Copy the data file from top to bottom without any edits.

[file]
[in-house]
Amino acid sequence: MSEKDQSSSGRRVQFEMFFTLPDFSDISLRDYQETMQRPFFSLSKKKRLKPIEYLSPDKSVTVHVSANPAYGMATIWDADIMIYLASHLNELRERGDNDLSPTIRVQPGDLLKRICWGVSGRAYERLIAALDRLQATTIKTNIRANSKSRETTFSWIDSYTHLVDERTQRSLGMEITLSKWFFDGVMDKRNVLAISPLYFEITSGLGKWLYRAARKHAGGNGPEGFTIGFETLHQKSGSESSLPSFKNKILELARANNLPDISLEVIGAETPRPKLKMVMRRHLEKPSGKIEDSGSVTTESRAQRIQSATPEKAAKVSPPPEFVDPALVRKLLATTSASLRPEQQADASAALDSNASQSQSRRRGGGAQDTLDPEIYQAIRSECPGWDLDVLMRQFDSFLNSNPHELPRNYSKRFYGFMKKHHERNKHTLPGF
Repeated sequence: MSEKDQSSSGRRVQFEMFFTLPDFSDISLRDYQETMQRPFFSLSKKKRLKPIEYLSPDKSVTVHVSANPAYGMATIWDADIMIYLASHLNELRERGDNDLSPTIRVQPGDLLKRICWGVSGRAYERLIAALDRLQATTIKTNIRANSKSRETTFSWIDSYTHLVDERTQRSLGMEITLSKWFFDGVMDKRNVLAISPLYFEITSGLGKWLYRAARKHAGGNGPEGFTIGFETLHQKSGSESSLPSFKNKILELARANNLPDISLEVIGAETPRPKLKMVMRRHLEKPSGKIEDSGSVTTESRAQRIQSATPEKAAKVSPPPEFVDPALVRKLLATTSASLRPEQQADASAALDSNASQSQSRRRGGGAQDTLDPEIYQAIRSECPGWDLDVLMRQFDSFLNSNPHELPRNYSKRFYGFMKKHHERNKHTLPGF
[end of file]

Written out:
[in-house]
Amino acid sequence: MSEKDQSSSGRRVQFEMFFTLPDFSDISLRDYQETMQRPFFSLSKKKRLKPIEYLSPDKSVTVHVSANPAYGMATIWDADIMIYLASHLNELRERGDNDLSPTIRVQPGDLLKRICWGVSGRAYERLIAALDRLQATTIKTNIRANSKSRETTFSWIDSYTHLVDERTQRSLGMEITLSKWFFDGVMDKRNVLAISPLYFEITSGLGKWLYRAARKHAGGNGPEGFTIGFETLHQKSGSESSLPSFKNKILELARANNLPDISLEVIGAETPRPKLKMVMRRHLEKPSGKIEDSGSVTTESRAQRIQSATPEKAAKVSPPPEFVDPALVRKLLATTSASLRPEQQADASAALDSNASQSQSRRRGGGAQDTLDPEIYQAIRSECPGWDLDVLMRQFDSFLNSNPHELPRNYSKRFYGFMKKHHERNKHTLPGF
Repeated sequence: MSEKDQSSSGRRVQFEMFFTLPDFSDISLRDYQETMQRPFFSLSKKKRLKPIEYLSPDKSVTVHVSANPAYGMATIWDADIMIYLASHLNELRERGDNDLSPTIRVQPGDLLKRICWGVSGRAYERLIAALDRLQATTIKTNIRANSKSRETTFSWIDSYTHLVDERTQRSLGMEITLSKWFFDGVMDKRNVLAISPLYFEITSGLGKWLYRAARKHAGGNGPEGFTIGFETLHQKSGSESSLPSFKNKILELARANNLPDISLEVIGAETPRPKLKMVMRRHLEKPSGKIEDSGSVTTESRAQRIQSATPEKAAKVSPPPEFVDPALVRKLLATTSASLRPEQQADASAALDSNASQSQSRRRGGGAQDTLDPEIYQAIRSECPGWDLDVLMRQFDSFLNSNPHELPRNYSKRFYGFMKKHHERNKHTLPGF